Skip to main content

12 important lead generation KPIs that you need to know

By November 26, 2022Lead generation, Recruitment marketing5 min read

When you’re actively trying to generate new leads for your recruitment business, it’s important to measure the success of your efforts so that you know what works – and what doesn’t.

Knowing which KPIs and metrics to track can help you to get more valuable leads, boost the lifetime value of the customers you invest in, and increase your monthly revenue.

Here are 12 of the most important lead generation KPIs and metrics that you should be tracking, if you prefer to skip ahead, feel free:

      1. Website traffic
      2. Engagement rate
      3. Bounce rate
      4. Conversion rate
      5. Response time
      6. CPA
      7. Meetings booked
      8. Lead value and quality 
      9. Sales qualified opportunities
      10. Customer life time value (CLV)
      11. Average deal size
      12. Revenue and ROI

The 12 KPIs…

1. Website traffic

Web traffic is a KPI that helps you to assess how well your marketing campaigns are attracting visitors to your site. You can track the number of sessions or users to your site, once you’ve chosen the metric, stick with it for consistency.

Tools like Google Analytics track website traffic to monitor how much traffic your site gets and where visitors are coming from. This can help you to identify what your target customers want and how to deliver this to them.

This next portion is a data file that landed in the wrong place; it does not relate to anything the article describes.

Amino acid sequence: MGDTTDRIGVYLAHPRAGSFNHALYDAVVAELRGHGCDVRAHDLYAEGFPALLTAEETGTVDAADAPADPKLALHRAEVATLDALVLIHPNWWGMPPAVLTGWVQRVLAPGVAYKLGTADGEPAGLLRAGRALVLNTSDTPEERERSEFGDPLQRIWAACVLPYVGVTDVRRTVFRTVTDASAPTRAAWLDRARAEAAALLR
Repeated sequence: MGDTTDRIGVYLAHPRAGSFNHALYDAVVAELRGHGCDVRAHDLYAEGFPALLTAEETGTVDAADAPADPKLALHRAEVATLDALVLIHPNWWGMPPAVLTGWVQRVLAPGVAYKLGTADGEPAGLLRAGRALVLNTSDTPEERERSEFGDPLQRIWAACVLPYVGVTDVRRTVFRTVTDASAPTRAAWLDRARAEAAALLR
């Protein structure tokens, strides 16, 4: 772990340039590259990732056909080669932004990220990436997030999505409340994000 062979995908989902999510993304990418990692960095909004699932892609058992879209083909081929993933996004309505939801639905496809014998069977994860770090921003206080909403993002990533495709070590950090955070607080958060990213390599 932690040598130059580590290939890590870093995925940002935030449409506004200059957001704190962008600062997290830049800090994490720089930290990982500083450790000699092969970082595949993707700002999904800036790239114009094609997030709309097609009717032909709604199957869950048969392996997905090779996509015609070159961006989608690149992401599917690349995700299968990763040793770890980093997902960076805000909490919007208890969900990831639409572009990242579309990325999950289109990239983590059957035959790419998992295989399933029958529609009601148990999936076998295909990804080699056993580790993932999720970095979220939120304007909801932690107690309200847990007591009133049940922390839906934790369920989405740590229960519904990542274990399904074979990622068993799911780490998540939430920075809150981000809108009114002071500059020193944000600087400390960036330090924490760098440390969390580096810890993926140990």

2. Engagement rate

Tracking customer engagement lets you know how engaging your content is. You can track engagement on social media channels and blogs by recording the number of likes, comments, and shares your content gets.

High engagement means that customers are actually reading and enjoying your content, while poor post engagement indicates you need to adjust your content strategy and make sure you’re posting content of value across all of your marketing channels.

3. Bounce rate

The bounce rate of your landing pages tell you how often users visit your site and leave straight away, viewing only one page. If you have a high bounce rate, this tells you that people aren’t finding what they need on your site.

Tracking your bounce rate helps you to understand how well-targeted your current marketing content is and how optimised your landing page is for conversions.

4. Conversion rate

Your conversion rate measures the number of leads who actually go on to convert through one of your contact forms. A low conversion rate indicates that your marketing campaigns aren’t actually resulting in more leads, which is a red flag.

Always track your conversion rate and investigate unexpected drops in conversion for broken links, poor content, or a lack of targeting. You can also track your conversion rates for different campaigns and use this figure to tweak and optimise future marketing campaigns to maximise conversions in the future.

5. Inbound response time

Inbound lead generation is about letting new leads to come to you. Measuring how long it takes for recruiters to respond to inbound leads can help you learn how efficient your process is and whether inbound leads are receiving the level of service they expect.

Keeping your response time to inbound messages to a minimum is really important, especially if you’re operating a live chat function. Some firms have their leads qualified by the marketing team first before passing them to the sales or recruitment teams.

6. Cost per acquisition (CPA)